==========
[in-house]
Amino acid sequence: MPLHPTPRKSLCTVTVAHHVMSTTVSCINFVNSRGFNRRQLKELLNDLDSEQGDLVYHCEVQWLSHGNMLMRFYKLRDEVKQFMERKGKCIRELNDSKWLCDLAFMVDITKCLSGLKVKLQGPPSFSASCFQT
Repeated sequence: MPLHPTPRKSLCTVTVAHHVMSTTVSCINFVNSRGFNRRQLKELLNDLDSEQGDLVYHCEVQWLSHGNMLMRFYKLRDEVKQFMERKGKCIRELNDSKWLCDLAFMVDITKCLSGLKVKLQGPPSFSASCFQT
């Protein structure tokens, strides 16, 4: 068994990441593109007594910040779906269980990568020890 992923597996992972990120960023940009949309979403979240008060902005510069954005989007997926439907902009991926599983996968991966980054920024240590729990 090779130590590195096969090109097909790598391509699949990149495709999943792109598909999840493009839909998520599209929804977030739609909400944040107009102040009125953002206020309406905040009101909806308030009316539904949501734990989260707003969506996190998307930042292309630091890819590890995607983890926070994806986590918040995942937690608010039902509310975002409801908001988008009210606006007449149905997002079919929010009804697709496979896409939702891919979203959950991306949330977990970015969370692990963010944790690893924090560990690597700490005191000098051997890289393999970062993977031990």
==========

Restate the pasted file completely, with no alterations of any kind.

[in-house]
Amino acid sequence: MPLHPTPRKSLCTVTVAHHVMSTTVSCINFVNSRGFNRRQLKELLNDLDSEQGDLVYHCEVQWLSHGNMLMRFYKLRDEVKQFMERKGKCIRELNDSKWLCDLAFMVDITKCLSGLKVKLQGPPSFSASCFQT
Repeated sequence: MPLHPTPRKSLCTVTVAHHVMSTTVSCINFVNSRGFNRRQLKELLNDLDSEQGDLVYHCEVQWLSHGNMLMRFYKLRDEVKQFMERKGKCIRELNDSKWLCDLAFMVDITKCLSGLKVKLQGPPSFSASCFQT
């Protein structure tokens, strides 16, 4: 068994990441593109007594910040779906269980990568020890 992923597996992972990120960023940009949309979403979240008060902005510069954005989007997926439907902009991926599983996968991966980054920024240590729990 090779130590590195096969090109097909790598391509699949990149495709999943792109598909999840493009839909998520599209929804977030739609909400944040107009102040009125953002206020309406905040009101909806308030009316539904949501734990989260707003969506996190998307930042292309630091890819590890995607983890926070994806986590918040995942937690608010039902509310975002409801908001988008009210606006007449149905997002079919929010009804697709496979896409939702891919979203959950991306949330977990970015969370692990963010944790690893924090560990690597700490005191000098051997890289393999970062993977031990």